I will not withdraw anything I have said until I have read the right hon. Gentleman's remarks in the OFFICIAL REPORT. His words were within my hearing and what I have said was my impression of what the right hon. Gentleman said.
The right hon. Member for Enfield, West referred to the notorious Selwyn Lloyd pay pause. That took place during the nine months July, 1961 to April, 1962. Comparisons were made with what had happened during the equivalent period of this year. During the period of that pause, weekly wage rates rose by 2·9 per cent. and retail prices by 4·5 per cent. During the equivalent period of nine months from July, 1966, to April, 1967, weekly wage rates rose by 1·3 per cent. and retail prices by 2·5 per cent. Unemployment now is far less than it was at one period when the right hon. Member for Enfield, West was Minister of Labour.
The line of argument pursued by the Opposition would seem to be that a prices and incomes policy is something with which we have to put up, whether legislative or not, during a period of crisis. This is not our approach. The right hon. Gentleman was telling us about free competitive collective bargaining, and so on. Do I understand that he is now going back on what the Tories have said and is advocating a free-for-all? That was the inference of his remarks.
All the anomalies we now know so much about—the millions of low-paid workers and the obsolete wage structures—are products of so-called "free" collective bargaining. So long as that system obtained, we could never rid the nation of the inequalities suffered by millions of low-paid workers who, no matter how much they strove to increase their share of the national cake, could not do it.
The coming of the Prices and Incomes policy is not merely something to bridge an economic crisis. It is something which we believe will lead to a far better redistribution of that portion of the national income which we can allocate to wages, salaries and so on. Therefore, I believe that, if we can get across to the nation the fact that, whereas a prices and incomes policy when it is used in a period of crisis must be the creature of that crisis, it is not the case that the restrictions that we have seen both during the period of the Selwyn Lloyd pay pause and during this period constitute a prices and incomes policy.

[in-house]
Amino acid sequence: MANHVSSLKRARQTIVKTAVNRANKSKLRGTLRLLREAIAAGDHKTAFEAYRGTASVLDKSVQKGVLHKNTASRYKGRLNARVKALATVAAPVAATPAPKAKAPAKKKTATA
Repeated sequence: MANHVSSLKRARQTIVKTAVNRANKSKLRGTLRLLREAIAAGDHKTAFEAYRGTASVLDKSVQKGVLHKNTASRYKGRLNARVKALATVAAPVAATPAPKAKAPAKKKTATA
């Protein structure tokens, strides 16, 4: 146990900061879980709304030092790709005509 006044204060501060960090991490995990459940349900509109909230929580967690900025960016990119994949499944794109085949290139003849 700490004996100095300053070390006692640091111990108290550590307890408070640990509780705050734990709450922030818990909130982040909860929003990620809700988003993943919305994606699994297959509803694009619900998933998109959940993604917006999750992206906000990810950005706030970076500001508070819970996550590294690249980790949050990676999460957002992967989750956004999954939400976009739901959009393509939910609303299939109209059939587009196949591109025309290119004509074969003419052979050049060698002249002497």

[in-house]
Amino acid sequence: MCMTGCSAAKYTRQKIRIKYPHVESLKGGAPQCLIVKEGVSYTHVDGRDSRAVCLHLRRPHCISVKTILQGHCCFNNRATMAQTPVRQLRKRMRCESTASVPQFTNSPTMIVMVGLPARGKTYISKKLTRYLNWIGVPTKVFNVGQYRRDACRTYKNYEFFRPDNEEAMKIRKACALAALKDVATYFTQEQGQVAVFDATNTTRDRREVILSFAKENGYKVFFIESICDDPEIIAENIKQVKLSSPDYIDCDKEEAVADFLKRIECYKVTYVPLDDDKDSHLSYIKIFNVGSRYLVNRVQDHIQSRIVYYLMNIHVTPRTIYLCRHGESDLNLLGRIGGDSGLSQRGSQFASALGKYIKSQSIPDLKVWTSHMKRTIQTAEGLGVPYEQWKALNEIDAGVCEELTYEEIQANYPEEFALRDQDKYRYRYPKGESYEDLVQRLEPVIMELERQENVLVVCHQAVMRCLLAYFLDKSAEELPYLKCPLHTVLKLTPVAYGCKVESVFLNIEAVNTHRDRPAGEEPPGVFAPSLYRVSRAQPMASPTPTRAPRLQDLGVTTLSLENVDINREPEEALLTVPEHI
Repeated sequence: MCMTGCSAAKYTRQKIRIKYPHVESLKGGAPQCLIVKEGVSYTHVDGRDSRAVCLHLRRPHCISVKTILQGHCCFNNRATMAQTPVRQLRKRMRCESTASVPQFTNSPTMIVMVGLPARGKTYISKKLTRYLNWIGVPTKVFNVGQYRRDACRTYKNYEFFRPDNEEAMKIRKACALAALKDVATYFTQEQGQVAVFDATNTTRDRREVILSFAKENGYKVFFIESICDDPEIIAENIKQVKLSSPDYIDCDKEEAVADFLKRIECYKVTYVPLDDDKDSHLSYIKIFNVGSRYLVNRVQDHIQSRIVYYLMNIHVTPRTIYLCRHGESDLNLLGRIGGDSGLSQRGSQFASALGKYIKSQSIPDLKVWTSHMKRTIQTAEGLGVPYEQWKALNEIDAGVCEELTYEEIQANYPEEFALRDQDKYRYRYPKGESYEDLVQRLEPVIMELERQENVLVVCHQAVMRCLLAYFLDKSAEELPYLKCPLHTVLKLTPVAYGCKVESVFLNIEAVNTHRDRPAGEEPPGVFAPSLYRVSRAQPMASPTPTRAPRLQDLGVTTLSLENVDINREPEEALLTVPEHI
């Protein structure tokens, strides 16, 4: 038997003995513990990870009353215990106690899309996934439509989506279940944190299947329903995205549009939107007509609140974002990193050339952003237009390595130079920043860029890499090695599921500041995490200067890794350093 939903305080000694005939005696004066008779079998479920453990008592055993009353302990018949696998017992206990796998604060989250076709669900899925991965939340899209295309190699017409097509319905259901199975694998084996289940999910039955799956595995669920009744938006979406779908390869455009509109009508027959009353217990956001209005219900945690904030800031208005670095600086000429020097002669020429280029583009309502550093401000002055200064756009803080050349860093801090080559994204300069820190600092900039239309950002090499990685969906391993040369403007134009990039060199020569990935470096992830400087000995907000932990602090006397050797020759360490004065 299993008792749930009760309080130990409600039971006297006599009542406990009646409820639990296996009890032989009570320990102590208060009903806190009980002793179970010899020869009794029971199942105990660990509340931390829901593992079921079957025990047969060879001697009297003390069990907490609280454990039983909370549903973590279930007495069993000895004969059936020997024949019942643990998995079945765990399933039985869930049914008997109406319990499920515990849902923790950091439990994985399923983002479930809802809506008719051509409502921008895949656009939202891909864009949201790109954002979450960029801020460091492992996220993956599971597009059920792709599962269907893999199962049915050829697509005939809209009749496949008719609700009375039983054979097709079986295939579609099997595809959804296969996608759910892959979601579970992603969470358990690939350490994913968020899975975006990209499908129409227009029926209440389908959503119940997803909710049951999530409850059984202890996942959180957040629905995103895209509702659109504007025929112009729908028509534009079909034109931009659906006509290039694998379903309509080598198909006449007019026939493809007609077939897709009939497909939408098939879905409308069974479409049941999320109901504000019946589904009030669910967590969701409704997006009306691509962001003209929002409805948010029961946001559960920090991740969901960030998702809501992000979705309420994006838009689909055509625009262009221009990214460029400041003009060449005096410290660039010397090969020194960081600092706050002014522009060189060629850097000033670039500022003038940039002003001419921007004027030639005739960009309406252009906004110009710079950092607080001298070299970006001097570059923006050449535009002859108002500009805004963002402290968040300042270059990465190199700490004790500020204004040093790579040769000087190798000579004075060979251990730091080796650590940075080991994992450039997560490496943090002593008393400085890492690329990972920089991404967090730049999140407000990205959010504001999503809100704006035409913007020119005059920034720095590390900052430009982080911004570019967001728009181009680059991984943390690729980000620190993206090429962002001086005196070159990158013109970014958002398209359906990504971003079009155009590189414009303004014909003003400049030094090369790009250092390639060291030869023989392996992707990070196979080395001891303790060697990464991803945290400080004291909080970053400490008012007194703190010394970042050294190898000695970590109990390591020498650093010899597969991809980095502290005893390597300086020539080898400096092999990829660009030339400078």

I often get the feeling that it is really the economic problems themselves that people object to rather than the incomes policy which has to attune itself to them. It is to us a great encouragement that industry itself, so unlike the cynicism of the Opposition, is now convinced that, with the partnership we have established with it, we can make great progress in ensuring that the largest possible amount is available for distribution.
Is the right hon. Gentleman saying that there is more for distribution now without creating inflation and a balance of payments problem than is being paid out? Is he saying that, if this legislation were not available, there would be scope for big increases which are being held back because of it? Did the Opposition not learn their lesson in office when, because of their lack of policies, they drove this nation to an annual deficit of £800 million on the balance of payments? If they have not learned that lesson, the nation will know that they are not fitted ever again to be the Government.
The Opposition have called in question the efficiency of this system. But today the balance of payments is in surplus. The Opposition left behind a deficit of £800 million. We have tried to create economic instruments that will ensure that the nation does not go back to that which we found when we took office. We are not relying merely on the prices and incomes policy. Within the economic strategy we are adopting, we believe that this policy is a very useful adjunct and that it can, by the way it is worked, bring about a greater redistribution of incomes and eliminate, as far as may be, in those areas where the low-paid people could never hope to gain more by free collective bargaining.